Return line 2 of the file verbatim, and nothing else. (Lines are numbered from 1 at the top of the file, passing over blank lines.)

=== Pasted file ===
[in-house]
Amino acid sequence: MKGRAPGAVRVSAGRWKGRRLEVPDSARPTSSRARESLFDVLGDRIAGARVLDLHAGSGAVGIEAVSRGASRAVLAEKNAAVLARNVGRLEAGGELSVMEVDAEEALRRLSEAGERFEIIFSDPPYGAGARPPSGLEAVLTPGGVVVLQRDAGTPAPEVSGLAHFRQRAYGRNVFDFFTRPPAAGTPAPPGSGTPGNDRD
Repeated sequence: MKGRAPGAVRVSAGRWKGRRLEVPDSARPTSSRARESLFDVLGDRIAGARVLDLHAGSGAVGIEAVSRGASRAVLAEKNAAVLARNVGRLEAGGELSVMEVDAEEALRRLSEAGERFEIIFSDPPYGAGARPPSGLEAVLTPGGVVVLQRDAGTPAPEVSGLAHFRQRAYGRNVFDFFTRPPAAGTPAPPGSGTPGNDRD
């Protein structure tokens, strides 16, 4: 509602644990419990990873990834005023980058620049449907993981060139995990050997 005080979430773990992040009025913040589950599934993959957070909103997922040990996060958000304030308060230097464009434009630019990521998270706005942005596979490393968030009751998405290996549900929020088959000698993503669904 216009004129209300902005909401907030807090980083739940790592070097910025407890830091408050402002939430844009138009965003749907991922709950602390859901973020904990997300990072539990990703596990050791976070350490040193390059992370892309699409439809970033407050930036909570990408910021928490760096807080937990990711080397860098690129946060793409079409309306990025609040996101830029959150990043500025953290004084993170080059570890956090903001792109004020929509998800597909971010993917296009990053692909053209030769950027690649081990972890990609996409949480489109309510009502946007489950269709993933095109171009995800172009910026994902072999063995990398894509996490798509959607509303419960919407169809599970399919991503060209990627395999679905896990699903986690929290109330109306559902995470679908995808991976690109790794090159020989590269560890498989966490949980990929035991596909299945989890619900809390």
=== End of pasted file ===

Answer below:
Amino acid sequence: MKGRAPGAVRVSAGRWKGRRLEVPDSARPTSSRARESLFDVLGDRIAGARVLDLHAGSGAVGIEAVSRGASRAVLAEKNAAVLARNVGRLEAGGELSVMEVDAEEALRRLSEAGERFEIIFSDPPYGAGARPPSGLEAVLTPGGVVVLQRDAGTPAPEVSGLAHFRQRAYGRNVFDFFTRPPAAGTPAPPGSGTPGNDRD